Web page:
Now as I’ve already mentioned, I’ve been IV’ing heroin since I was in secondary school, or what little I attended of it. And I’ve mentioned how the guards took all my heroin away when I was admitted to the Prison.
They give me methadone instead. It’s cardboard. In fact, it’s even worse than my parole-methadone. There’s no buzz, there’s only a tiny high that lasts for ten minutes and then you’re back to the Hell you just tried to leave. I’ve begged for some better stuff but the prison doctor’s a stubborn little man with thick glasses and wispy hair. Doctor Stern, they call him. He’s awful, and so, frustratingly obstinate on the methadone subject he makes me want to cry.
I remember lying on a bed in that prison, praying for bail and freedom, bemoaning the fact that I’d messed up the first time, and fervently hoping that McLaren, our band manager, will care about me enough to get me out of this godawful place, while all the time withdrawal symptoms were threatening to come on and memories of Nancy were assailing my mind. “Please,” I was begging this pitiless machine that was Doctor Stern, “Just give me another dose. You don’t know what I’m trying to escape from.”
“Sid, you have reached the limit of your daily dose. I shall not give you any more.” He had a robotic voice, too, cold and unforgiving.
“Just get me some proper stuff then. Or get me out of here. I can’t stand it, I feel sick.”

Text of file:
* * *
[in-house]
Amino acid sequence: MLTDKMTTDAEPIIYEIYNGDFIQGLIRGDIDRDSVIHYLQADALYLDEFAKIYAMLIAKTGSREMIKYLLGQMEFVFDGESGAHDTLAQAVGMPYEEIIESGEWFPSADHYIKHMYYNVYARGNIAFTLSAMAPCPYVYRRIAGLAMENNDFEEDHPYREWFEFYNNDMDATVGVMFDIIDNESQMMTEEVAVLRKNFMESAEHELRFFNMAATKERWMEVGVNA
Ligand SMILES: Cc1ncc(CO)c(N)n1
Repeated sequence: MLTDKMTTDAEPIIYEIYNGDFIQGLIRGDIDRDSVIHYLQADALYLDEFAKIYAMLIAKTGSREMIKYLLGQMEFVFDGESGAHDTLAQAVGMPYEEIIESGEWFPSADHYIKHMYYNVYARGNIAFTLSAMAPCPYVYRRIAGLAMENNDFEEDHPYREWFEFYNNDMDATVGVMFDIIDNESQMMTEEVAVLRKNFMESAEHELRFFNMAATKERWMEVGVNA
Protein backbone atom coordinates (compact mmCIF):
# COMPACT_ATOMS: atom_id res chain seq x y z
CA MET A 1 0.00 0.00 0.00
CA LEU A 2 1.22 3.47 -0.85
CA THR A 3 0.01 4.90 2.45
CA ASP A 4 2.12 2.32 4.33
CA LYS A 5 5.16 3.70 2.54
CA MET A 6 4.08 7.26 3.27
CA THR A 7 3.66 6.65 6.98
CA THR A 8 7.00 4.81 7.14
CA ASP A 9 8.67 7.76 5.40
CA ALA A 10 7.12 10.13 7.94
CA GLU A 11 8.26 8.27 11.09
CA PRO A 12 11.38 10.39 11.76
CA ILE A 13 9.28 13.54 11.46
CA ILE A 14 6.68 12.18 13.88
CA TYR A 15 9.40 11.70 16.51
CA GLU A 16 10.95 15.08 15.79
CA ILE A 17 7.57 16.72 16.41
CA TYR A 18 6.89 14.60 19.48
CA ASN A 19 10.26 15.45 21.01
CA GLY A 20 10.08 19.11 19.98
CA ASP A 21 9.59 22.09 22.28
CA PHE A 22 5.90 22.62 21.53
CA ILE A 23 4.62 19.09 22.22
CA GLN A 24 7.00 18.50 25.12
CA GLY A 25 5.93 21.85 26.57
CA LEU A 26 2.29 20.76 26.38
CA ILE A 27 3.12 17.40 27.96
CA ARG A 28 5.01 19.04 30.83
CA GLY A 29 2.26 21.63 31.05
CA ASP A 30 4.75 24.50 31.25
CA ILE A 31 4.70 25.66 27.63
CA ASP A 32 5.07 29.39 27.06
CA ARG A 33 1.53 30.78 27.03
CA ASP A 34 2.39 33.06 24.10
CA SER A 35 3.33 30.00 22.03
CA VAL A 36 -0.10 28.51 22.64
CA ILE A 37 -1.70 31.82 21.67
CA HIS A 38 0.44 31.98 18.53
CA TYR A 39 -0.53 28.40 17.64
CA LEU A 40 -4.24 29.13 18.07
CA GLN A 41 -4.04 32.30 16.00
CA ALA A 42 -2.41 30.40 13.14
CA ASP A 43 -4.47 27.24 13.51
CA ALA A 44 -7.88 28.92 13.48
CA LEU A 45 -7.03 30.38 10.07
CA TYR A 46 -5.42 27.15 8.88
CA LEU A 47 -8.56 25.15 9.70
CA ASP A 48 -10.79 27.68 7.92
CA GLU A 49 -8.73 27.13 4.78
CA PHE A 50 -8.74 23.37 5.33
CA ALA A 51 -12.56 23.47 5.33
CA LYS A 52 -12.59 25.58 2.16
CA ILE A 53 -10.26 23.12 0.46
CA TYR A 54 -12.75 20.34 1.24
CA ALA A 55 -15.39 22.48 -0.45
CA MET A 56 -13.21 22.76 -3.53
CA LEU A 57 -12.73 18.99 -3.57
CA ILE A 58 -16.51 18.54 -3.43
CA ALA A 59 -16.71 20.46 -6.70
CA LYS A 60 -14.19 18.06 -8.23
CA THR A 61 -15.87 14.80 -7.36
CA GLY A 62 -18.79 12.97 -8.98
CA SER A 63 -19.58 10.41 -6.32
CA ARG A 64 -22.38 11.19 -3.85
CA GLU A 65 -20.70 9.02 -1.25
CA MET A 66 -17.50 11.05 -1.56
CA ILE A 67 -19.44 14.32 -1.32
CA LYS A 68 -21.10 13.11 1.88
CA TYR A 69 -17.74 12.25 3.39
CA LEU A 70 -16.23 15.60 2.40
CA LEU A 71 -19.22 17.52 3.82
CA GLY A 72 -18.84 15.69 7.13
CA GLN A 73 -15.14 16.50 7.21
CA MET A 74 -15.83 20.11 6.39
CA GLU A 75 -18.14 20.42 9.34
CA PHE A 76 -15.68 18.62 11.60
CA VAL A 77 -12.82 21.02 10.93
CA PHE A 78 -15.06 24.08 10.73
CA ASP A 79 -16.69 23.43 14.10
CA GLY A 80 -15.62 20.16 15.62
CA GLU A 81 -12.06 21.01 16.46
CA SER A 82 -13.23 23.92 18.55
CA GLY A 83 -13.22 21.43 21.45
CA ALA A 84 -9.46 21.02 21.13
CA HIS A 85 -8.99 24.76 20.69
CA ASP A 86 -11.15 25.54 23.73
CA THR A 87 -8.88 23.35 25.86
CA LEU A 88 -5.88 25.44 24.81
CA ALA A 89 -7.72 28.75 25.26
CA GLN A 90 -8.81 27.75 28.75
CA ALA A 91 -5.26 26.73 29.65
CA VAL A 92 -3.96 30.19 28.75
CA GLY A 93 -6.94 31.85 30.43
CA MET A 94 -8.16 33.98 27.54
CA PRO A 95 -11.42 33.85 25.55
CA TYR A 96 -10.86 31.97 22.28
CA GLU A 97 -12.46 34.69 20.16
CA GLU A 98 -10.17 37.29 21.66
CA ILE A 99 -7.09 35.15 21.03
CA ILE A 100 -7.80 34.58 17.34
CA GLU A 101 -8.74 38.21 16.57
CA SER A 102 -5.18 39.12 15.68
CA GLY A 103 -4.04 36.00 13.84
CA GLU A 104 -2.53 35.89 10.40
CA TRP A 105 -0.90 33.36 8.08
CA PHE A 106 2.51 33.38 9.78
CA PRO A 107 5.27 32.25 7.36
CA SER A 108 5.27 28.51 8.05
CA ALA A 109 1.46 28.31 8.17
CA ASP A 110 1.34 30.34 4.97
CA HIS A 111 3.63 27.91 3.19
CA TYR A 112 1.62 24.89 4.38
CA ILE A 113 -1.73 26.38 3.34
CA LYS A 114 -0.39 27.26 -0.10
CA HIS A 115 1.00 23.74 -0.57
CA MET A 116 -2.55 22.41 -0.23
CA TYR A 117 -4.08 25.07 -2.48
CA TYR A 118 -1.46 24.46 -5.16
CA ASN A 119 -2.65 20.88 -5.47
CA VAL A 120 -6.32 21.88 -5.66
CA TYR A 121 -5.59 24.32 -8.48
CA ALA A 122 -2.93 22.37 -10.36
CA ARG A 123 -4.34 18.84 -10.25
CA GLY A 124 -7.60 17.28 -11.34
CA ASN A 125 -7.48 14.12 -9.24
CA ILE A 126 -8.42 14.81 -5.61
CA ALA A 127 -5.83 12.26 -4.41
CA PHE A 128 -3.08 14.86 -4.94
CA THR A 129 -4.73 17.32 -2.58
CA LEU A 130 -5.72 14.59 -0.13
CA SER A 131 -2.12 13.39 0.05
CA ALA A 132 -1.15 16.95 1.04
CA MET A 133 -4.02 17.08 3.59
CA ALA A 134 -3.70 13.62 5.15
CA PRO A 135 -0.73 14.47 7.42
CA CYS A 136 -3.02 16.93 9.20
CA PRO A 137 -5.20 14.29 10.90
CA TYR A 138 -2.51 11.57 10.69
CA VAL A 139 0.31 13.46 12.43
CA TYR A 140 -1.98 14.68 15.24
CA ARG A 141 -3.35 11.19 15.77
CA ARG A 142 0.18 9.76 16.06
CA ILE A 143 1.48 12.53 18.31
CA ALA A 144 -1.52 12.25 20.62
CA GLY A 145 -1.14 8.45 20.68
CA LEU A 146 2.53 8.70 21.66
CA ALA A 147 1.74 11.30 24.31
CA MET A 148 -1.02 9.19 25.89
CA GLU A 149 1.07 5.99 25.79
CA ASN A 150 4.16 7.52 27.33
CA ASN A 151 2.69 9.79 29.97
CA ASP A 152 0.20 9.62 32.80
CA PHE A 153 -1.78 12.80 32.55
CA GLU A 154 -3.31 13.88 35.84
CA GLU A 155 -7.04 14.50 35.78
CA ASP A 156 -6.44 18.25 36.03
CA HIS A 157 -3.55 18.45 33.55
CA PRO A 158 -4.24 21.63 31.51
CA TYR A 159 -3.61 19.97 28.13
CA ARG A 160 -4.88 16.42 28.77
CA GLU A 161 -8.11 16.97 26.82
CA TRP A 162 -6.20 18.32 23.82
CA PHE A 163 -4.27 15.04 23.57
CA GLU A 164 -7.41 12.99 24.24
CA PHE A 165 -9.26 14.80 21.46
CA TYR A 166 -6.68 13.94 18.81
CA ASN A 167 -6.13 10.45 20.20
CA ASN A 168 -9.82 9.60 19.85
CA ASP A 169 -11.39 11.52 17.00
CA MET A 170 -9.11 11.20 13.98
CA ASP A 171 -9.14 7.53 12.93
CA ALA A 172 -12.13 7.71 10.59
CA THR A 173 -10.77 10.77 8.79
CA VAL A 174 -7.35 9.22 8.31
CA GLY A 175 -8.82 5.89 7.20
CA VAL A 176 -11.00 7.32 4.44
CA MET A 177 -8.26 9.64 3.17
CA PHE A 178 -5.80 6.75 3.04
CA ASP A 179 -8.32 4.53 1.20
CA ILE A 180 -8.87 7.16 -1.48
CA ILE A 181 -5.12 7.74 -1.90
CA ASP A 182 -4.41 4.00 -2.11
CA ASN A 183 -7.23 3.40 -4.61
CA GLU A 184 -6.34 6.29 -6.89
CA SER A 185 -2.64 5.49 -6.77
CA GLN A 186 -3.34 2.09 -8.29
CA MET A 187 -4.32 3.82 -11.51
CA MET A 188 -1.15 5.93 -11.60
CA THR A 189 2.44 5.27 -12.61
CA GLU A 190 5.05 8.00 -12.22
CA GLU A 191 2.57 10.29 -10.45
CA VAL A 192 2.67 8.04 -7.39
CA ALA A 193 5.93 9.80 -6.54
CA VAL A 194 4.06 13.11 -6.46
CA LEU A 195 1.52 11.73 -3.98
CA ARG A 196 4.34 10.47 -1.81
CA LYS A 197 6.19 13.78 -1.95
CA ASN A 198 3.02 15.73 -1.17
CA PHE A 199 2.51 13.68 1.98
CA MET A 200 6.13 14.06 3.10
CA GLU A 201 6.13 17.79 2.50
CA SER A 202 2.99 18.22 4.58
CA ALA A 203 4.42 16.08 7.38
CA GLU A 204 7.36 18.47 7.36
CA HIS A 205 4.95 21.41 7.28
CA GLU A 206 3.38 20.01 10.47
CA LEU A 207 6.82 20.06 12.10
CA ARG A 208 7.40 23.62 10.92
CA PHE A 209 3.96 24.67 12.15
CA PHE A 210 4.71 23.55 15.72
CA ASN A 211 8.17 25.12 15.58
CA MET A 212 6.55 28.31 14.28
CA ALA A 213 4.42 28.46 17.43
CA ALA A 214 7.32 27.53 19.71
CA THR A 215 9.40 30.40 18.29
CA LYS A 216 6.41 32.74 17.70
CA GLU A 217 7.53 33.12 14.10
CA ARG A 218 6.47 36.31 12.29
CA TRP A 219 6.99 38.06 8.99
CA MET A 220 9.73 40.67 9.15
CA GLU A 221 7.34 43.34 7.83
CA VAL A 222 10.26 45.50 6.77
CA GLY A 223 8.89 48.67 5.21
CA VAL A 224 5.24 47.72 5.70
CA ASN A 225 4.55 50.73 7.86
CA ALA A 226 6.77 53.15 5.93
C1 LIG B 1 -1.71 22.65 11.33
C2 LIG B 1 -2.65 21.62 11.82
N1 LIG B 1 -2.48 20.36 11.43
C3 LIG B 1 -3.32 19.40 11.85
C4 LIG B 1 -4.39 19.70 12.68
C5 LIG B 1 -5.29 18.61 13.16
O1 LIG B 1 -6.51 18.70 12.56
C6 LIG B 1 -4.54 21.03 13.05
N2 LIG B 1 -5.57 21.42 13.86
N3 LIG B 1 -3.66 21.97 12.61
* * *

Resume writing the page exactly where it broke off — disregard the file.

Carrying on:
“There is a bucket under your bed. And, as you know, you are not about to leave Riker’s Prison any time soon. You know what you’re in here for.”
Of course, he knew the story. He knows everyone’s story, and he treats them with the appropriate levels of disgust. He picks on me most because I’m famous.
I asked for a bit of paper and a pen after that. There’s precisely nothing to do in the prison, except count the seconds until your next dose, so I decided I’d get to work. Remembering Nancy was getting too much for me, and, well, I’ve heard around that it helps to get your feelings out on paper.
Unfortunately, at a certain point Doctor Stern barges in with my methadone. I look at the bag and my heart sinks faster than the Titanic on speed. It’s almost like the doctor wants to save all the methadone for himself.
“What is that?” he asks, pointing carefully at the list.
“A list,” I say. I’m beyond caring if he reads it or not, which he does.
He handles the paper as if it carries some disease. “Why Nancy Is So Great,” he reads in a disapproving voice.
“Yeah,” I say. I am looking at the methadone.
“Number one,” reads the doctor in a repulsed and curious voice. “Beautiful. Number two. Sexy.” The doctor’s eyes flit to me. He looks as if he’s calculating how many grams of methadone he should subtract for saying that.
Well, wait till he reads the rest, I just want to inject what I’ve got.
“– Number three. Beautiful figure. Number four. Great sense of humour. Number five. Makes extremely interesting conversation…six…witty…seven…has beautiful eyes…eight…has fab taste in clothes…nine…has the most beautiful wet –” The doctor makes a double take. “I don’t think I shall continue reading it. Now, it was very endearing –” he said, in the way one might say lecherous or obscene or disgusting, “of you to write this list of attributes your late girlfriend had, however, it will not save you from the Prison nor the methadone.”
He hands me the small tray of the drug and quickly leaves.